14 ‘Now this day will be a memorial to you, and you shall celebrate it as a feast to the Lord; throughout your generations you are to celebrate it as a permanent ordinance. 15 Seven days you shall eat unleavened bread, but on the first day you shall remove leaven from your houses; for whoever eats anything leavened from the first day until the seventh day, that person shall be cut off from Israel. 16 On the first day you shall have a holy assembly, and another holy assembly on the seventh day; no work at all shall be done on them, except what must be eaten by every person, that alone may be prepared by you. 17 You shall also observe the Feast of Unleavened Bread, for on this very day I brought your hosts out of the land of Egypt; therefore you shall observe this day throughout your generations as a permanent ordinance. 18 In the first month, on the fourteenth day of the month at evening, you shall eat unleavened bread, until the twenty-first day of the month at evening. 19 Seven days there shall be no leaven found in your houses; for whoever eats what is leavened, that person shall be cut off from the congregation of Israel, whether he is an alien or a native of the land. 20 You shall not eat anything leavened; in all your dwellings you shall eat unleavened bread.’”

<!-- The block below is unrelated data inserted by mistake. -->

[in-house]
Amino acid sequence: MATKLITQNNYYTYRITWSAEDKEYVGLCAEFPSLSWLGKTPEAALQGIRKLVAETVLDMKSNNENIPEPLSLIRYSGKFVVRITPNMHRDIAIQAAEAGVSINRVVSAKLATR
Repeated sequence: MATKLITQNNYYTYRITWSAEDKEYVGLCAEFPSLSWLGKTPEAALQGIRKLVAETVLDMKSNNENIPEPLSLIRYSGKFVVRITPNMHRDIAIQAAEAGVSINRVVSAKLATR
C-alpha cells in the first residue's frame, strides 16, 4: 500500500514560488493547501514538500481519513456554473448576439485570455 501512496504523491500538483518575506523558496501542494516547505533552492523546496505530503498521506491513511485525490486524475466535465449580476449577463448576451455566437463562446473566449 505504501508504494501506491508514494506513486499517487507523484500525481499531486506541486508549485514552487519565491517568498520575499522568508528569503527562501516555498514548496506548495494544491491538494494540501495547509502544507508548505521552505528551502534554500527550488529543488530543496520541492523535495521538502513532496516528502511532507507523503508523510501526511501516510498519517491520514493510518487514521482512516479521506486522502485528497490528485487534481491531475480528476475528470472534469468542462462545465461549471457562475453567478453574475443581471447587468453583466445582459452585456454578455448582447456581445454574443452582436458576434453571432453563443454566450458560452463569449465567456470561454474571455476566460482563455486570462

21 Then Moses called for all the elders of Israel and said to them, “Go and take for yourselves lambs according to your families, and slay the Passover lamb. 22 You shall take a bunch of hyssop and dip it in the blood which is in the basin, and apply some of the blood that is in the basin to the lintel and the two doorposts; and none of you shall go outside the door of his house until morning.
A Memorial of Redemption
23 For the Lord will pass through to smite the Egyptians; and when He sees the blood on the lintel and on the two doorposts, the Lord will pass over the door and will not allow the destroyer to come in to your houses to smite you. 24 And you shall observe this event as an ordinance for you and your children forever. 25 When you enter the land which the Lord will give you, as He has promised, you shall observe this rite. 26 And when your children say to you, ‘What does this rite mean to you?’ 27 you shall say, ‘It is a Passover sacrifice to the Lord who passed over the houses of the sons of Israel in Egypt when He smote the Egyptians, but spared our homes.’” And the people bowed low and worshiped.
28 Then the sons of Israel went and did so; just as the Lord had commanded Moses and Aaron, so they did.